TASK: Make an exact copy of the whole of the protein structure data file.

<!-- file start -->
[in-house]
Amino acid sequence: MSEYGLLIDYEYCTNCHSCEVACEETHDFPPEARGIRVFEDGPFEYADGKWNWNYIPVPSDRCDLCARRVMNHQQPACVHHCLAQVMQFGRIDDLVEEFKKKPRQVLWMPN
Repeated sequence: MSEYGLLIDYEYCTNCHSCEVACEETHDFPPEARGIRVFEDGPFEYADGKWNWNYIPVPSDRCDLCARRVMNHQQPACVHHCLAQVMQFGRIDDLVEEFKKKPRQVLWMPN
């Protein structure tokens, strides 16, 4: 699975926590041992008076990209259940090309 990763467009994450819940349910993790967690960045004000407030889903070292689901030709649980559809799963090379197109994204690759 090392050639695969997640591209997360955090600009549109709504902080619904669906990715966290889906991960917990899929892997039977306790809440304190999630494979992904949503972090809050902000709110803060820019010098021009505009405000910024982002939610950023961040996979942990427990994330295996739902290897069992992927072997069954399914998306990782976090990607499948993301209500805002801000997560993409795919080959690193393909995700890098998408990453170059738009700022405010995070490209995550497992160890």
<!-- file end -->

[in-house]
Amino acid sequence: MSEYGLLIDYEYCTNCHSCEVACEETHDFPPEARGIRVFEDGPFEYADGKWNWNYIPVPSDRCDLCARRVMNHQQPACVHHCLAQVMQFGRIDDLVEEFKKKPRQVLWMPN
Repeated sequence: MSEYGLLIDYEYCTNCHSCEVACEETHDFPPEARGIRVFEDGPFEYADGKWNWNYIPVPSDRCDLCARRVMNHQQPACVHHCLAQVMQFGRIDDLVEEFKKKPRQVLWMPN
């Protein structure tokens, strides 16, 4: 699975926590041992008076990209259940090309 990763467009994450819940349910993790967690960045004000407030889903070292689901030709649980559809799963090379197109994204690759 090392050639695969997640591209997360955090600009549109709504902080619904669906990715966290889906991960917990899929892997039977306790809440304190999630494979992904949503972090809050902000709110803060820019010098021009505009405000910024982002939610950023961040996979942990427990994330295996739902290897069992992927072997069954399914998306990782976090990607499948993301209500805002801000997560993409795919080959690193393909995700890098998408990453170059738009700022405010995070490209995550497992160890």